Apple shares rise after iPhone returns, tops sales estimates

(Bloomberg) — Apple Inc. shares rose in premarket trading after reporting a pick-up in iPhone sales last quarter, helping the world’s most valuable company top earnings estimates and weather an industry-wide slump that has hit much of its product lineup.

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Total revenue totaled $94.8 billion in the fiscal second quarter, Apple said Thursday, beating the $92.6 billion analysts had forecast. Although sales fell 2.5% in the period, the company had warned investors to expect a drop of roughly double that.

The results suggest that Apple is beginning to recover from a slump that has plagued both the computer and smartphone industries. That’s a particular relief for investors after Qualcomm Inc., a key supplier, raised fresh concerns about phone demand earlier this week. Apple̵[ads1]7;s sales in China – a weak spot for other tech companies – also came in slightly better than expected.

As expected, Apple announced plans for $90 billion in share buybacks – the same as last year’s plan. The company also raised its quarterly dividend by 4% to 24 cents per share.

The stock rose 2.2% in pre-market trading on Friday. They had closed at $165.79 in New York on Thursday, up 28% for the year.

While the performance was better than expected, it marked two straight quarters of sales declines — a first for Apple since the pandemic began. Earnings, meanwhile, were unchanged from the previous year, at $1.52 per share. That compared with an average estimate of $1.43 per share.

In a conference call with analysts, Apple said revenue in the current period would fall by a similar amount to the previous quarter, which ended April 1. That suggests a decline of around 3%. The company also said it will continue to see a negative impact from exchange rates.

Apple generated $51.3 billion in sales from the iPhone — its flagship product — in the second quarter, topping analysts’ forecasts of $49 billion. That’s up just 1.5% from a year ago, but marked a record performance for a March quarter, CEO Tim Cook said. The increase came “despite the challenging macroeconomic environment,” he said in the statement.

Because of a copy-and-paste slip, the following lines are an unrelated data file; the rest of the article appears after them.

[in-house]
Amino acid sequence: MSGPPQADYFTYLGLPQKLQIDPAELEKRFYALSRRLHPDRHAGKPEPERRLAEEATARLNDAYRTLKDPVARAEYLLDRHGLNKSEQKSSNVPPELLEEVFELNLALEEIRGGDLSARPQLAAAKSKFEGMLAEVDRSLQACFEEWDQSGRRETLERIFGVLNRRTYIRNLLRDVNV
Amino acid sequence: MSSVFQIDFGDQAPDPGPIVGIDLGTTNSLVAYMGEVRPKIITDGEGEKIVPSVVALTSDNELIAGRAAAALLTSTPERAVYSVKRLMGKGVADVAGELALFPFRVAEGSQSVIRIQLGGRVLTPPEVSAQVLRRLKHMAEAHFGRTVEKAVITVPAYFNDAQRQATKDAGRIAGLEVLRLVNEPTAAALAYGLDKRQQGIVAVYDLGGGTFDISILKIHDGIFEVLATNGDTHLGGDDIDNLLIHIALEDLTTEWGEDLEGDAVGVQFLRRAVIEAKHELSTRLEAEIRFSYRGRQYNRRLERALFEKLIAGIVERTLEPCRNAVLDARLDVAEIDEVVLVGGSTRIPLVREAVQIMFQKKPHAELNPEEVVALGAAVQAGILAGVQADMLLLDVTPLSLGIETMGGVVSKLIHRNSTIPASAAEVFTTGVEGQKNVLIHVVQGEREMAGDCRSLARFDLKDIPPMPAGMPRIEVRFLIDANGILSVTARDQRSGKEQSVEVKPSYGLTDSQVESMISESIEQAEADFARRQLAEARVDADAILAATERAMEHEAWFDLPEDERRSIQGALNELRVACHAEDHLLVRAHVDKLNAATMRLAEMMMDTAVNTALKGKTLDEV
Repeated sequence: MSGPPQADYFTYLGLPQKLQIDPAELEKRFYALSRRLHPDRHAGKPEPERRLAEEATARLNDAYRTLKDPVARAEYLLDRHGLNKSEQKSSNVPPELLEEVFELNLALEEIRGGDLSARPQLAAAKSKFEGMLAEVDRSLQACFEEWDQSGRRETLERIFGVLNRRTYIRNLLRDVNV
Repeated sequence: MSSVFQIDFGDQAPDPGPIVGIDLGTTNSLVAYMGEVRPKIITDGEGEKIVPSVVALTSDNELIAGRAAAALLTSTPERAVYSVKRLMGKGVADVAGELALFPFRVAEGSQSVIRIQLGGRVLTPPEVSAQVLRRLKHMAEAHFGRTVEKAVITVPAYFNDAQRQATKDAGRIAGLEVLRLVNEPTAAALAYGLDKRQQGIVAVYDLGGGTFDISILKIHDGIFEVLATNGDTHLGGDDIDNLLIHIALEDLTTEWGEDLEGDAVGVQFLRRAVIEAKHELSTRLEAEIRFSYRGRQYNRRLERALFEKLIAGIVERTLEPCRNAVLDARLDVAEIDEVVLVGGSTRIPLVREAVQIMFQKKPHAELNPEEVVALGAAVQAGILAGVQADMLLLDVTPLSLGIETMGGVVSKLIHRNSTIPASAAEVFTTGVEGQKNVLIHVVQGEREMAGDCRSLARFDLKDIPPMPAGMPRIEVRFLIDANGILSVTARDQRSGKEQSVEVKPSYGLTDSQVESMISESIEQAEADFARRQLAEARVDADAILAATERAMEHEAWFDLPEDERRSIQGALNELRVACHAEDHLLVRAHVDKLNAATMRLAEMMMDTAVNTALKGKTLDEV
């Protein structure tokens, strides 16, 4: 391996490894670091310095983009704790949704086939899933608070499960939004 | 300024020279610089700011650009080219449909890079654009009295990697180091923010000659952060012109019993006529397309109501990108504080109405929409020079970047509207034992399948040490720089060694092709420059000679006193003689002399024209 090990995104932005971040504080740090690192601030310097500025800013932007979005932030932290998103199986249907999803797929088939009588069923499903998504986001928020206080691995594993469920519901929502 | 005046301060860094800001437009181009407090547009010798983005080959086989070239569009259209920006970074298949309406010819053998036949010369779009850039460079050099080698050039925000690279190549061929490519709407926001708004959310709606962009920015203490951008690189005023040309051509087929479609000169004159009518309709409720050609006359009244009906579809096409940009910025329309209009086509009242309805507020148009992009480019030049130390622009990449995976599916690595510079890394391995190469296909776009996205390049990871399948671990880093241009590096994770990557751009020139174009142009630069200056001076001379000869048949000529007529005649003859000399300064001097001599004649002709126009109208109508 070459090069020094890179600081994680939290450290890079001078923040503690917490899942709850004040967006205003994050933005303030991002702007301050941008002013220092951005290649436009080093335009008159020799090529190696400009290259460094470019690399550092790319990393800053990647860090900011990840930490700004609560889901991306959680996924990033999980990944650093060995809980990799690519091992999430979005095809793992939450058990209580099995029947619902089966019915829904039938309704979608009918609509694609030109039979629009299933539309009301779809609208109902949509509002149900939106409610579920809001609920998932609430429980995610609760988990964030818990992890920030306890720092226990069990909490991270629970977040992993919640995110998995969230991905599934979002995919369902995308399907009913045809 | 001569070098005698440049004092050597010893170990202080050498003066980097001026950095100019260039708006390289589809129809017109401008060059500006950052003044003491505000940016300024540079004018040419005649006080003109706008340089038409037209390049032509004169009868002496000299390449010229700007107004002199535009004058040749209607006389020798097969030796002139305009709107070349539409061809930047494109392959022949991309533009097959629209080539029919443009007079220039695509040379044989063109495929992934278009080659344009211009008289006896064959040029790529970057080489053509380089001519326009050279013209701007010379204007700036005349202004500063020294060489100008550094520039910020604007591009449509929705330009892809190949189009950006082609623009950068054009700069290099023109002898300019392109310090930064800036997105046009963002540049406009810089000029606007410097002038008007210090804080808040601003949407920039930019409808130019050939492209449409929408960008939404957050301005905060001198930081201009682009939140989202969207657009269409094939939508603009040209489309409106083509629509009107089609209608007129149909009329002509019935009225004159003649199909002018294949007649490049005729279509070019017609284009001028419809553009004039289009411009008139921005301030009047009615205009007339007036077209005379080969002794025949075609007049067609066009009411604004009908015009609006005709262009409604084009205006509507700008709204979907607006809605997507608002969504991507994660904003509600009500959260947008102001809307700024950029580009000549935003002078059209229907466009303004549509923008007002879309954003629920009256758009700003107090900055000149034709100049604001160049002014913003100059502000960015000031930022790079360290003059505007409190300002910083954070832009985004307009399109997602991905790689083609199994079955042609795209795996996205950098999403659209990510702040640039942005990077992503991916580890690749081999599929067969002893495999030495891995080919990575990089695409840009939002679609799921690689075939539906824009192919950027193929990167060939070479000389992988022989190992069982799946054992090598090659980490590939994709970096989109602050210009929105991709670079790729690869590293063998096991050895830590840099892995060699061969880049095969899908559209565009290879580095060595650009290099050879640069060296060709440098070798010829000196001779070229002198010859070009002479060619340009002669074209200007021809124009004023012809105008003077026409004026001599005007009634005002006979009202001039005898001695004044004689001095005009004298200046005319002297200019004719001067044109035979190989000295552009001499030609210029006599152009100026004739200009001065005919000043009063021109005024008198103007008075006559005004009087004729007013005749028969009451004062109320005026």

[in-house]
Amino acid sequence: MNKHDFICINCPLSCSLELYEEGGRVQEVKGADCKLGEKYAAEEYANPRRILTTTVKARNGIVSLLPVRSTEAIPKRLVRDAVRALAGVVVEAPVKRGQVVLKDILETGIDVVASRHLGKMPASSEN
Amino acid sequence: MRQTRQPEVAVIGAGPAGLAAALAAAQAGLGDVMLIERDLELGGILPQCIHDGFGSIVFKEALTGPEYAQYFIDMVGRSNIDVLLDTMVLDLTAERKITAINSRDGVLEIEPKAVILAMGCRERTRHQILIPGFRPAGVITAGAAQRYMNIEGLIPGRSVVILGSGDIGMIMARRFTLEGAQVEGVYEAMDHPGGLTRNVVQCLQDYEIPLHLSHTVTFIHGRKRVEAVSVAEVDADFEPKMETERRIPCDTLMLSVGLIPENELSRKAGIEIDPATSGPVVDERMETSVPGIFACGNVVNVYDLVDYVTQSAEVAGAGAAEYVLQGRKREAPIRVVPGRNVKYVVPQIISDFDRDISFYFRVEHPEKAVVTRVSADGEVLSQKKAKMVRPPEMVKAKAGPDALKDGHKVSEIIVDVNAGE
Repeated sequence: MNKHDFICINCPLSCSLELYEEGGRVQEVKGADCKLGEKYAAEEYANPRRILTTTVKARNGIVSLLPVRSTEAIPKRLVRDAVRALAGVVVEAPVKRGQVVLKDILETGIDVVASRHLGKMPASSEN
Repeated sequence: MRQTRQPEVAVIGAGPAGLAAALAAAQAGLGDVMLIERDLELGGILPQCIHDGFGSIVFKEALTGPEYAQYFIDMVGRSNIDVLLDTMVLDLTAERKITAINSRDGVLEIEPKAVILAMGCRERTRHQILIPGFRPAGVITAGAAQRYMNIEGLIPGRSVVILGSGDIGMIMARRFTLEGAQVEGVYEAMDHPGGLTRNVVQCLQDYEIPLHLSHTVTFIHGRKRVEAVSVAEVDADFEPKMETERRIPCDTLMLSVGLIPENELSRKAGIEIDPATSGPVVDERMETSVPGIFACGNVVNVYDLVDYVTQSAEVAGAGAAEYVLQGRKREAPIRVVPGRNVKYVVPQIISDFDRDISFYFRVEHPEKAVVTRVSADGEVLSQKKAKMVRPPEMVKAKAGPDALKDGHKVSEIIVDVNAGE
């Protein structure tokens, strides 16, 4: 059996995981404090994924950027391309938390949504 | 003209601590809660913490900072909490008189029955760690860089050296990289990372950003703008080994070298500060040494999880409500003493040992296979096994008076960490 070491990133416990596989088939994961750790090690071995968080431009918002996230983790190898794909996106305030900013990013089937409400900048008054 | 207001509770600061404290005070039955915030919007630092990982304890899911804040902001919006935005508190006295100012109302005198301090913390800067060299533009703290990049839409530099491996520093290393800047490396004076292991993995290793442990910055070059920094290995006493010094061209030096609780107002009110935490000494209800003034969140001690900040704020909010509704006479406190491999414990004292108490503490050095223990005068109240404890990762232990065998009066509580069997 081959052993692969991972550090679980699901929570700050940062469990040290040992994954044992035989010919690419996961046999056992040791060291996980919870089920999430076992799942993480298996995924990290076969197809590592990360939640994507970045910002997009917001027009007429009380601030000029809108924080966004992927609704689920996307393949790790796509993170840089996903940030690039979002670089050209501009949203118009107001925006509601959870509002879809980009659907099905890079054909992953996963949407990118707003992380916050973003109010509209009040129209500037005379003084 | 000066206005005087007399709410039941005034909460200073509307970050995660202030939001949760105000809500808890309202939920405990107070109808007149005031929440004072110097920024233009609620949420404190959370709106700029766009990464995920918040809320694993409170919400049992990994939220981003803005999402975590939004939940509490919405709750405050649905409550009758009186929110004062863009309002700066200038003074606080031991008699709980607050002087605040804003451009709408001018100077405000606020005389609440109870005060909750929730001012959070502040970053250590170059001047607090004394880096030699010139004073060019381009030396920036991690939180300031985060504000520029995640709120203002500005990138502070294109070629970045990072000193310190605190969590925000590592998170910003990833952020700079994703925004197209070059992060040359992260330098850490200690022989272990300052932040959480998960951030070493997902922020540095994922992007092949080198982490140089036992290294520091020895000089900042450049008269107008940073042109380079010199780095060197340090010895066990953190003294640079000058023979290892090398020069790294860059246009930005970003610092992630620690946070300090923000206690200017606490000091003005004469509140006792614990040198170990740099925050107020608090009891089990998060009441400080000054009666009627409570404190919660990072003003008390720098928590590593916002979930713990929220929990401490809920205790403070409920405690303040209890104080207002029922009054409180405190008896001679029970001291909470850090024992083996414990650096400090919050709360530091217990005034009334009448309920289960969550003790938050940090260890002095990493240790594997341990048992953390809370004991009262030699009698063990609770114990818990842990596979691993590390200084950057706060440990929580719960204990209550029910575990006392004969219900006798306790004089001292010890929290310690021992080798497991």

Like many tech CEOs who deliver earnings reports, Cook also discussed artificial intelligence. He said it had huge potential and that Apple would continue to weave it into products in a “very thoughtful” way.

Read more: Apple’s Tim Cook says AI concerns still need to be addressed

From a supply perspective, the second quarter was an opportunity for the iPhone 14 to recover. The unit had suffered from restrictions in the previous period due to Covid policies in China.

iPad saw revenue fall 13% to $6.67 billion, roughly in line with estimates of $6.7 billion. New models, which included a revamped entry-level version and Pro models with M2 chips, did little to spur purchases in the quarter.

Similarly, revenue in the Mac division fell 31% to $7.17 billion. That was after forecasts of $7.7 billion. Research firms have already warned that it was a dismal quarter for the lineup, with IDC estimating that Mac shipments fell around 40% in the quarter. Apple had updated the MacBook Pro and Mac mini, adding faster processors, but they failed to revive the device’s sales.

The home, wearables and accessories division – which includes AirPods, Apple Watch and the TV set-top box – fell less than 1% to $8.76 billion. That beats estimates of $8.5 billion. The company added a faster processor to Apple TV during the holiday quarter and updated the HomePod speaker during the March quarter.

The services business, which includes iCloud, Apple Music, the App Store and the TV+ streaming service, brought in $20.91 billion, missing estimates of $21.1 billion. Nevertheless, there was a gain of 5.5% from the previous year. Last quarter, Apple promised that services revenue – along with the iPhone – would accelerate.

The company did particularly well in emerging markets, Cook said, pointing to record quarterly sales in Mexico, Indonesia, the Philippines, Saudi Arabia, Turkey and the United Arab Emirates. And the company’s overall sales would have increased if you held the currencies constant, he said.

For Apple and other US companies with a global footprint, a strong dollar has reduced the value of revenue generated in other parts of the world.

“Despite these challenges, we continue to thrive over the long term,” Cook said.

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